Back in 2014, a new trend began to develop which was referred to as “academic doping.” This phrase was used to describe students abusing Adderall as a study aid, as opposed to the caffeine pills or energy drinks used in decades past. Adderall is a medication that is typically prescribed for the purposes of treating patients suffering from ADD (Attention Deficit Disorder) and ADHD (Attention Deficit Hyperactivity Disorder). Recently, however, the practice of academic doping has started to make a comeback.
Adderall, like heroin and fentanyl, have been increasingly easier to find on the black market, making it an appealing option to those students who want to find the energy to take on additional hours of late-night studying. Since many students procrastinate until their deadlines are looming, they look for quick ways of boosting their energy levels so that they can get more done in less time, and all it takes is borrowing a few pills from a friend’s prescription bottle to get the job done.
However, some students have claimed to use Adderall during the day so that they are able to get everything they need to do done while there is still daylight, saving their evening hours for sleep. Either way, using Adderall without a prescription is not only illegal, but it can also lead to significant health problems for the user.
The effects of Adderall have actually been compared to the experiences a user will have on cocaine or methamphetamines. That’s because Adderall is, similarly, a potentially addictive amphetamine - an “upper” - and users can actually overdose on it. People who are not meant to be taking Adderall are speeding up their heart rates by using it - sometimes to fatal levels.
What’s even scarier is that Adderall is ridiculously easy to get. If a student does not have a friend with a prescription that he can bum a few pills from, then all he needs to do is Google the symptoms and see a doctor to be “diagnosed” with either ADD or ADHD in order to score some Adderall. That is why it is incredibly important that doctors are hip to the current drug trends so that they can see through a ruse like this and shut down illicit attempts at securing a prescription drug.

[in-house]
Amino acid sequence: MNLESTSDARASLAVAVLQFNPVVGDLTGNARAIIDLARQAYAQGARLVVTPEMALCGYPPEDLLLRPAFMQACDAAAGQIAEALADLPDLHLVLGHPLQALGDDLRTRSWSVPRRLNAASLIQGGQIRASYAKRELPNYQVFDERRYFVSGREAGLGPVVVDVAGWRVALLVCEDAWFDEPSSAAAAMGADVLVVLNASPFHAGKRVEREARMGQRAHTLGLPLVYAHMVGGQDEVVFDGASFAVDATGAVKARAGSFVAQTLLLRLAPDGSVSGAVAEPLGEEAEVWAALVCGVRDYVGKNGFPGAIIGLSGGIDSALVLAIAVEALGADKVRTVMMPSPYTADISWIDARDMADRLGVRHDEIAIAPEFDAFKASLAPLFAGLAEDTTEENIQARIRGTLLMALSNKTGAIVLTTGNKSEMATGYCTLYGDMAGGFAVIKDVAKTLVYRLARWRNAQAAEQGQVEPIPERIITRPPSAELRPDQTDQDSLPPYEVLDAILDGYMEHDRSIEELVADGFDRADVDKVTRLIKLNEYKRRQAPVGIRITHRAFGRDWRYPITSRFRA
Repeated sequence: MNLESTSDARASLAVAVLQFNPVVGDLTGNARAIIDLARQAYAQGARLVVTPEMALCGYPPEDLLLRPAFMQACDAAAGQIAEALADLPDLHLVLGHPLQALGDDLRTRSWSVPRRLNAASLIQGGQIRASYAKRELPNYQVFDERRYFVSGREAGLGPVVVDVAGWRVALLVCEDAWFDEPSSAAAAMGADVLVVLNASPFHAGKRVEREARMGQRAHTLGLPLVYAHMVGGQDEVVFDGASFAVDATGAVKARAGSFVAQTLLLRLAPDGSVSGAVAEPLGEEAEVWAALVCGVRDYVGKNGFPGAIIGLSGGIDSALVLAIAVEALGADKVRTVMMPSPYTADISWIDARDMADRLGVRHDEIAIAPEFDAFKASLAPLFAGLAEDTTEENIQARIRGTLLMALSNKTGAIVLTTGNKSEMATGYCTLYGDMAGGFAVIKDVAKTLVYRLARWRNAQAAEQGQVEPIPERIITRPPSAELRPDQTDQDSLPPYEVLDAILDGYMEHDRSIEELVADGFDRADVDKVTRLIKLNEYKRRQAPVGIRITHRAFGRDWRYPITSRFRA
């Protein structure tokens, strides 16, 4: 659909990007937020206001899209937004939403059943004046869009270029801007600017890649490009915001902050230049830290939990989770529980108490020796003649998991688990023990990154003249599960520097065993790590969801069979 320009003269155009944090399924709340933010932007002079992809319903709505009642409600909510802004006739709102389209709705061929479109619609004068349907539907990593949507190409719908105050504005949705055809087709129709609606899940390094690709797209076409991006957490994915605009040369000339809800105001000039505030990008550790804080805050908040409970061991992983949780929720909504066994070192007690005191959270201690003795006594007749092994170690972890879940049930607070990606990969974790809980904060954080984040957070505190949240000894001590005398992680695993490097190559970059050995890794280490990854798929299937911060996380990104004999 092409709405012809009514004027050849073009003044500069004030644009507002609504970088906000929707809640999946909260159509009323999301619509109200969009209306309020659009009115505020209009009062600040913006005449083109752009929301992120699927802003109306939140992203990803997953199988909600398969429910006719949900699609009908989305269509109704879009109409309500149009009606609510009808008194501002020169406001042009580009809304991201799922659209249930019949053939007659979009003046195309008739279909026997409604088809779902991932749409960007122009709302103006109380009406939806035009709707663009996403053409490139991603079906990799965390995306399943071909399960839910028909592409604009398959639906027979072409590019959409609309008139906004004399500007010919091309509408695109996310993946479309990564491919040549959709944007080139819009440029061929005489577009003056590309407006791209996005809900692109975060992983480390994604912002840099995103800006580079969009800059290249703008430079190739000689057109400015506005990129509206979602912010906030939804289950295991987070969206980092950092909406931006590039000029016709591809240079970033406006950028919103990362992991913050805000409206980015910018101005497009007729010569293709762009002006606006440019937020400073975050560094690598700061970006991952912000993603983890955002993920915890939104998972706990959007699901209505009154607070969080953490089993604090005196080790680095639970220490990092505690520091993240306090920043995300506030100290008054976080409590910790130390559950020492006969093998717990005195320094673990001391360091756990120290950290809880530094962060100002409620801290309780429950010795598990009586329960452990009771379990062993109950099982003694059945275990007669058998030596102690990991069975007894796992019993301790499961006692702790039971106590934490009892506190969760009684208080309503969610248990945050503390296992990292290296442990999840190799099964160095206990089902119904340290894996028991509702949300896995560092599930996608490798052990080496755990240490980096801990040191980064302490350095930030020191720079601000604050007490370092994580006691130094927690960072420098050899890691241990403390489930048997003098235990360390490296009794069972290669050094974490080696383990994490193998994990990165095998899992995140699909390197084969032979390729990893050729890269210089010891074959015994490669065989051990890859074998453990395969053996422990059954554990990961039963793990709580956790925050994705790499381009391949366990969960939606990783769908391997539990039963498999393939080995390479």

Back in 2007, a study was conducted that showed about 6.5 percent of full-time college students abusing Adderall (taking it for non-medical purposes), and about 30 percent of those students also admitted to using cocaine as well. Experts are not quick to label Adderall as a gateway drug, though, opting instead for the explanation that students may be of the opinion that since they took cocaine and they’re still alive to tell the tale, then why not abuse other drugs as well?
Adderall is the perfect fit for a student’s budget as well, setting students back about $3-5 per 30 mg. Pill. At that rate, it’s equivalent to heroin in how cheap it is to abuse. There is hope, however, as those students who have experimented with Adderall have claimed that the side effects they experienced (increased heart rate, lack of appetite, increased body temperature) were not worth abusing the drug again. Perhaps these accounts can reach those who are currently considering securing an illegal prescription of the drug.